My sons often compliment me. Here is the most recent compliment. One of my sons was driving somewhere and he was in a hurry. He had to buy some fish and he was afraid he was going to be late getting back home. He was rushing around, driving recklessly. Then he remembered something I told him long ago. It is not that unusual a saying -- nothing matters that much -- but I made a game of it & he remembered the funny game.
Long ago I told him that on my tombstone I wanted that line to be engraved four times. The first time, the emphasis would be on the first word which would be in big bold letters: NOTHING matters that much.
In the second line, the second word would be in big bold letters; Nothing MATTERS that much. The third line would have the third word in big bold letters: Nothing matters THAT much. And the fourth line would have the fourth word in big bold letters: Nothing matters that MUCH!
He remembered my humorous way of playing with those words. He chanted the line to himself -- Nothing matters that much -- and he drove more slowly. After all, what’s the big deal? He was going to go get some salmon, he was going to be all of two minutes late.
Slow down, nothing matters that much, is a good piece of advice. It is advice I have often given to others, but as we all know, we often are very good at giving others advice, but we are very bad at following the advice that we give to others. As some wit said -- “I always pass on good advice. It is the only thing to do with good advice.” Or he was not about to follow the advice, but he would be happy to pass it on.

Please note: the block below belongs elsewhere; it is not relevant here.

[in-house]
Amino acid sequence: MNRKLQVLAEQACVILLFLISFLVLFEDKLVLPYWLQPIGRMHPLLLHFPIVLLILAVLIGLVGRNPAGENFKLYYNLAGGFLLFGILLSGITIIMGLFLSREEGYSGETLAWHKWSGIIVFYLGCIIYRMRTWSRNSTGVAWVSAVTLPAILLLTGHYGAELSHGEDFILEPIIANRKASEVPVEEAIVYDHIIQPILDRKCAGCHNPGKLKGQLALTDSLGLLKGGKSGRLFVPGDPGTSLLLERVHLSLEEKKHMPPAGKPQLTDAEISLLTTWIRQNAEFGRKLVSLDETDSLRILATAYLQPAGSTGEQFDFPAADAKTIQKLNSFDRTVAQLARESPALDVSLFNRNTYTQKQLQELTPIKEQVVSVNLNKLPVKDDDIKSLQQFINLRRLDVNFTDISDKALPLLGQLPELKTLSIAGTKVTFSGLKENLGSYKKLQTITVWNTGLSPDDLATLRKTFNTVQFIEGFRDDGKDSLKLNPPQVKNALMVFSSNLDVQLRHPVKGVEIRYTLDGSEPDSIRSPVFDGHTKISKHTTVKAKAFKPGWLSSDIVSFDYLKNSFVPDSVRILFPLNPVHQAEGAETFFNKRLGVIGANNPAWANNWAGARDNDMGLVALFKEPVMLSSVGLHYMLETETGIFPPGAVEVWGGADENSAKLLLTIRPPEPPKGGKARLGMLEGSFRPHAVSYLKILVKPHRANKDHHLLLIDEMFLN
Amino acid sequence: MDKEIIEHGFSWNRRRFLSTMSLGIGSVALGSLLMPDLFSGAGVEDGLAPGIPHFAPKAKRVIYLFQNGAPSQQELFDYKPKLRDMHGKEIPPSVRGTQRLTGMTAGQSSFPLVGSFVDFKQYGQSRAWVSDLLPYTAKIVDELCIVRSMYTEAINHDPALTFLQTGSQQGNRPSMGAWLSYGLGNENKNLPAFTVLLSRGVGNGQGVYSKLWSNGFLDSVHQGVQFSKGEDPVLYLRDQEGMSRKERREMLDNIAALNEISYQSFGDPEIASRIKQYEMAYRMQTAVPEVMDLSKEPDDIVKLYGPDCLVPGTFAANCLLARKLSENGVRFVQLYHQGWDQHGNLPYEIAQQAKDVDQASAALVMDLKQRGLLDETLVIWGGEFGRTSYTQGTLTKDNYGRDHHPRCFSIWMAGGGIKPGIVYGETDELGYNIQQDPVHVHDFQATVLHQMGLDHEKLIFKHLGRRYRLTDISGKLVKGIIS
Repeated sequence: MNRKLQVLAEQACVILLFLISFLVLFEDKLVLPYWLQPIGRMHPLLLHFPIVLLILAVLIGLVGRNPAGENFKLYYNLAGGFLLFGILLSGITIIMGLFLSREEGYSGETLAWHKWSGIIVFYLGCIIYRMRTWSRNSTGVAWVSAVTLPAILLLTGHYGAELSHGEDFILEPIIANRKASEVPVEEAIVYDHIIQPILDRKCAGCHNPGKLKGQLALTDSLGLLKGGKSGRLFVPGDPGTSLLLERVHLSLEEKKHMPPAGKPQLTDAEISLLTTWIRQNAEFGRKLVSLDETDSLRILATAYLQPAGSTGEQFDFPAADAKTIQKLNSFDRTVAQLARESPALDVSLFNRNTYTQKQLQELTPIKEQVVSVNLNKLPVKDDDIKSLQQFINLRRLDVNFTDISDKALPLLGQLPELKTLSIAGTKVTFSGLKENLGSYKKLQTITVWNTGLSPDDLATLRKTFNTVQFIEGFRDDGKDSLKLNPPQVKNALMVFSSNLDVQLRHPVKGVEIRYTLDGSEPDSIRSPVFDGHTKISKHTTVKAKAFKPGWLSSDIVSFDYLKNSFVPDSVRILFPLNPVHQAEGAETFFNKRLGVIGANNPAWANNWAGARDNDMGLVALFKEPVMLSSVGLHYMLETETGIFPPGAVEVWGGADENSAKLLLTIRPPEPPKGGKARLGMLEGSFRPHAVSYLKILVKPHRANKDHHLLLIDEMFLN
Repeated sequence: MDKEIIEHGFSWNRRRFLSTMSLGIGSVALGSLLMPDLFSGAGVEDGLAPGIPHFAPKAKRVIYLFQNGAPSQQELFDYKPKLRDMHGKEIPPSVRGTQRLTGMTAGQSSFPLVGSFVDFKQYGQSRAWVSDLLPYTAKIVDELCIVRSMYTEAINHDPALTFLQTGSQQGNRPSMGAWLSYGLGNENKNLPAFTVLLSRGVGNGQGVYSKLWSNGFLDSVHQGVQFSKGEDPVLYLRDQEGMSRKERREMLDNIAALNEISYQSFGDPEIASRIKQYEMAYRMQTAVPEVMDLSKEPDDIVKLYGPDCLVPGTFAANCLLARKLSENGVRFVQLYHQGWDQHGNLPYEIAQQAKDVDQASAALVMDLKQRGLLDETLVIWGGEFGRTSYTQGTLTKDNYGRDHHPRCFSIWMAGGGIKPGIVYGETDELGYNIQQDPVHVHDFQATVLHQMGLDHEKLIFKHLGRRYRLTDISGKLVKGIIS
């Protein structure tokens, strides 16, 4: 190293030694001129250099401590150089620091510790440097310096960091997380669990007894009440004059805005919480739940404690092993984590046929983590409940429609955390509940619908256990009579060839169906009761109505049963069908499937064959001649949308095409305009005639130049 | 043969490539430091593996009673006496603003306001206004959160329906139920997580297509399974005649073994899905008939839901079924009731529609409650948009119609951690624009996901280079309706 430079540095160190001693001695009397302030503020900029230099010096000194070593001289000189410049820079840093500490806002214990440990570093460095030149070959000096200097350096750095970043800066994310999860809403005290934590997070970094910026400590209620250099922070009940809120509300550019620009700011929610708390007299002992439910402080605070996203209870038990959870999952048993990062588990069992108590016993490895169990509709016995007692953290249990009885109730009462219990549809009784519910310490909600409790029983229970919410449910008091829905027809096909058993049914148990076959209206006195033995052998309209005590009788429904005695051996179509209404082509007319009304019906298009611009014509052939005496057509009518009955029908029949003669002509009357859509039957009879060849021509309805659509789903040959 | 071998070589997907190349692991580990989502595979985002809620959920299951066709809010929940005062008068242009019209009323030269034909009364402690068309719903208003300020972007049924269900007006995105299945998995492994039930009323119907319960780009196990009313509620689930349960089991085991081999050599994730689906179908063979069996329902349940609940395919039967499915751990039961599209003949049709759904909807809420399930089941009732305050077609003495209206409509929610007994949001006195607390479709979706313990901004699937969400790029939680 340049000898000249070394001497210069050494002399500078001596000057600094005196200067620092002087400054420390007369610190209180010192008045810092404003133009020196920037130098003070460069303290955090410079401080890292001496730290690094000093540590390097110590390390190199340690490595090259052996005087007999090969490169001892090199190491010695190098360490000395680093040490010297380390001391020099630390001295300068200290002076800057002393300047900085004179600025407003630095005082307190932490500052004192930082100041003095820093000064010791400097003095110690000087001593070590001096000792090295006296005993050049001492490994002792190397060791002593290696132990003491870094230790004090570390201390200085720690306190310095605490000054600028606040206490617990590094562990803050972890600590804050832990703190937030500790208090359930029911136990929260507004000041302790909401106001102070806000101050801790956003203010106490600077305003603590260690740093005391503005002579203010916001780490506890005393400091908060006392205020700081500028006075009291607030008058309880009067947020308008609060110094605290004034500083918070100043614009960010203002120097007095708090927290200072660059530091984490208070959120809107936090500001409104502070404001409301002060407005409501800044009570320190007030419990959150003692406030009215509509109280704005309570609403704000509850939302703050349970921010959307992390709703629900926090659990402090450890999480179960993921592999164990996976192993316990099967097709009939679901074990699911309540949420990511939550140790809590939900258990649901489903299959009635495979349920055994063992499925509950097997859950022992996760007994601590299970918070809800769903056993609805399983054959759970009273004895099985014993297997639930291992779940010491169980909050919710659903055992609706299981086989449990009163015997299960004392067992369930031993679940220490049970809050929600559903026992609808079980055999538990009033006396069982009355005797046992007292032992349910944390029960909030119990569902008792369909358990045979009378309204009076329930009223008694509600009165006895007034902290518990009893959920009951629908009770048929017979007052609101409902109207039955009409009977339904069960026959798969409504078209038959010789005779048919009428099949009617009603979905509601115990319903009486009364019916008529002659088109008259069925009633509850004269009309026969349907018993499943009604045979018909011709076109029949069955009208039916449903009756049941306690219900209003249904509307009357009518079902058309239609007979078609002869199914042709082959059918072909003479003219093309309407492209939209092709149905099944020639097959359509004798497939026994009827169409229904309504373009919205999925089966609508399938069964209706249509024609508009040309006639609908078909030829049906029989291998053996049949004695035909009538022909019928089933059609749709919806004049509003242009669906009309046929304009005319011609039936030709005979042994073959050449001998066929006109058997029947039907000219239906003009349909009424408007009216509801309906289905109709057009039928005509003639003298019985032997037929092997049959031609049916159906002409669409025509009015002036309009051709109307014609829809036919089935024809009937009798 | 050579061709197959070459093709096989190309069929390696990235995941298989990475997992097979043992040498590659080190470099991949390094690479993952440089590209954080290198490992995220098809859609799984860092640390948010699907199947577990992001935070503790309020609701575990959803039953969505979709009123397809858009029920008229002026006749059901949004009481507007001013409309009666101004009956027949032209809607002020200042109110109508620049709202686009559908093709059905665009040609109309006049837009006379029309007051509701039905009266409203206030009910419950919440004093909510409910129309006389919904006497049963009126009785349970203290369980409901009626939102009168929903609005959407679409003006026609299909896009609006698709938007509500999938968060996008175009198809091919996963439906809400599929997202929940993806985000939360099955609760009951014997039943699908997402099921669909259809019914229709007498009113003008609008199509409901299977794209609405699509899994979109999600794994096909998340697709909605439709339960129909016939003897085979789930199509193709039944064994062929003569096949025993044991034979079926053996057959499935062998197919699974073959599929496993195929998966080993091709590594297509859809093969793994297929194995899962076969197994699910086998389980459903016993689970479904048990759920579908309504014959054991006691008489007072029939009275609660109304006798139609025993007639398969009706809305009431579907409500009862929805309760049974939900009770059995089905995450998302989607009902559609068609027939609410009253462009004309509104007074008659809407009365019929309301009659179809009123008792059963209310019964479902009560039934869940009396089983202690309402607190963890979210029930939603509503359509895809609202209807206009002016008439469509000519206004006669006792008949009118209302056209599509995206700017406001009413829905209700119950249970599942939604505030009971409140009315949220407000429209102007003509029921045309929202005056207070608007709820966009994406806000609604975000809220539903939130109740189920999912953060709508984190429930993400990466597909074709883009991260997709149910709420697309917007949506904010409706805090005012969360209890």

As my wife pointed out, I don’t follow my own advice. I am often in a hurry, rushing-driving recklessly.
I even have a second tale to tell about rushing around, driving recklessly. Some good ole Southern boys were driving around, showing their territory to Indians from the country of India. They loved racing around at break neck speed. They were approaching a railroad crossing and the train was coming, bells clanking, warning everyone to stop. The good old boys told the Indians to hang on, they would beat the train across the track, save a few minutes. The Indians were frightened out of their minds as the car raced and barely beat the train to the crossing.
The good ole boy turned around and said: See, we saved a few minutes, and one Indian asked quietly, “and what are you going to do with those minutes?’
Wise words that I often pass on to others. It is hard for me to follow my own advice. I am a man who is almost always in a hurry. I don’t condone my behavior; I don’t defend my behavior. In fact I believe, as another man said, that no civilized person is in a hurry. I am always in a hurry & I fear that I am less than fully civilized.